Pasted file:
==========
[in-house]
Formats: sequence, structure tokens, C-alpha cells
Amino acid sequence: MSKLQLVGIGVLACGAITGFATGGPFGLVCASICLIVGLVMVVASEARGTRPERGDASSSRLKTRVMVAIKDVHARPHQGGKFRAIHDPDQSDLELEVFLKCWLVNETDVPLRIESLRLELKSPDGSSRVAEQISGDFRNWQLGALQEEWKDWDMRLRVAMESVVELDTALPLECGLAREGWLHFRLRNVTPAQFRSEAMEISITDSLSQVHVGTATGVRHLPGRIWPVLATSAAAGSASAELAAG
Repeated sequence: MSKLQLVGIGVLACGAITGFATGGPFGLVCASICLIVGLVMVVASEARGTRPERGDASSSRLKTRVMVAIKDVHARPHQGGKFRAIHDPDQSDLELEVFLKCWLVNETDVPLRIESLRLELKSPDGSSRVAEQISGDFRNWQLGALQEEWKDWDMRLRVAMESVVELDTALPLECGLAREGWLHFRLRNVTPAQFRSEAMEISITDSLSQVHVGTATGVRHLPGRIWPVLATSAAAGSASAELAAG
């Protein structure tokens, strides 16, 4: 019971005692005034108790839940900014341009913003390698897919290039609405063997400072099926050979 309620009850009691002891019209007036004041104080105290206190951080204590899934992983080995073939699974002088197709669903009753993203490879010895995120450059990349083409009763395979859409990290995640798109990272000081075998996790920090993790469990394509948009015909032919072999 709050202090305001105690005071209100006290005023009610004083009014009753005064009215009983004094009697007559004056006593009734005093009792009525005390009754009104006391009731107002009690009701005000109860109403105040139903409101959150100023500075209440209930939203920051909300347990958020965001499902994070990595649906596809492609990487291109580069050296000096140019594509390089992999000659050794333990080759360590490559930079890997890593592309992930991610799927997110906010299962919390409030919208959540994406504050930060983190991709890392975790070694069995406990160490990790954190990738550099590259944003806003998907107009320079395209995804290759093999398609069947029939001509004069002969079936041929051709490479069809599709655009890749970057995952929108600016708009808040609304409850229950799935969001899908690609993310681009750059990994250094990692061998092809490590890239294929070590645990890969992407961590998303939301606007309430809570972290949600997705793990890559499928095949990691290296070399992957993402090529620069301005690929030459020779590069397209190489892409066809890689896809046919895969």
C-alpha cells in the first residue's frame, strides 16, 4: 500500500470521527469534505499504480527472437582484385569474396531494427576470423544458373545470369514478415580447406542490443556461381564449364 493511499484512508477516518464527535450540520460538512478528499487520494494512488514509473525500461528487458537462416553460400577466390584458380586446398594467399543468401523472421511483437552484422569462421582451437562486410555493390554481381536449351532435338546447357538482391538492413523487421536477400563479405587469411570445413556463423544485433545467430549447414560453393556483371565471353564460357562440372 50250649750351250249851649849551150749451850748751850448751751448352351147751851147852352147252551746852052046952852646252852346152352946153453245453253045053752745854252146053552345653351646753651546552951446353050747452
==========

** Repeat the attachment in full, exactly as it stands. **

[in-house]
Formats: sequence, structure tokens, C-alpha cells
Amino acid sequence: MSKLQLVGIGVLACGAITGFATGGPFGLVCASICLIVGLVMVVASEARGTRPERGDASSSRLKTRVMVAIKDVHARPHQGGKFRAIHDPDQSDLELEVFLKCWLVNETDVPLRIESLRLELKSPDGSSRVAEQISGDFRNWQLGALQEEWKDWDMRLRVAMESVVELDTALPLECGLAREGWLHFRLRNVTPAQFRSEAMEISITDSLSQVHVGTATGVRHLPGRIWPVLATSAAAGSASAELAAG
Repeated sequence: MSKLQLVGIGVLACGAITGFATGGPFGLVCASICLIVGLVMVVASEARGTRPERGDASSSRLKTRVMVAIKDVHARPHQGGKFRAIHDPDQSDLELEVFLKCWLVNETDVPLRIESLRLELKSPDGSSRVAEQISGDFRNWQLGALQEEWKDWDMRLRVAMESVVELDTALPLECGLAREGWLHFRLRNVTPAQFRSEAMEISITDSLSQVHVGTATGVRHLPGRIWPVLATSAAAGSASAELAAG
């Protein structure tokens, strides 16, 4: 019971005692005034108790839940900014341009913003390698897919290039609405063997400072099926050979 309620009850009691002891019209007036004041104080105290206190951080204590899934992983080995073939699974002088197709669903009753993203490879010895995120450059990349083409009763395979859409990290995640798109990272000081075998996790920090993790469990394509948009015909032919072999 709050202090305001105690005071209100006290005023009610004083009014009753005064009215009983004094009697007559004056006593009734005093009792009525005390009754009104006391009731107002009690009701005000109860109403105040139903409101959150100023500075209440209930939203920051909300347990958020965001499902994070990595649906596809492609990487291109580069050296000096140019594509390089992999000659050794333990080759360590490559930079890997890593592309992930991610799927997110906010299962919390409030919208959540994406504050930060983190991709890392975790070694069995406990160490990790954190990738550099590259944003806003998907107009320079395209995804290759093999398609069947029939001509004069002969079936041929051709490479069809599709655009890749970057995952929108600016708009808040609304409850229950799935969001899908690609993310681009750059990994250094990692061998092809490590890239294929070590645990890969992407961590998303939301606007309430809570972290949600997705793990890559499928095949990691290296070399992957993402090529620069301005690929030459020779590069397209190489892409066809890689896809046919895969």
C-alpha cells in the first residue's frame, strides 16, 4: 500500500470521527469534505499504480527472437582484385569474396531494427576470423544458373545470369514478415580447406542490443556461381564449364 493511499484512508477516518464527535450540520460538512478528499487520494494512488514509473525500461528487458537462416553460400577466390584458380586446398594467399543468401523472421511483437552484422569462421582451437562486410555493390554481381536449351532435338546447357538482391538492413523487421536477400563479405587469411570445413556463423544485433545467430549447414560453393556483371565471353564460357562440372 50250649750351250249851649849551150749451850748751850448751751448352351147751851147852352147252551746852052046952852646252852346152352946153453245453253045053752745854252146053552345653351646753651546552951446353050747452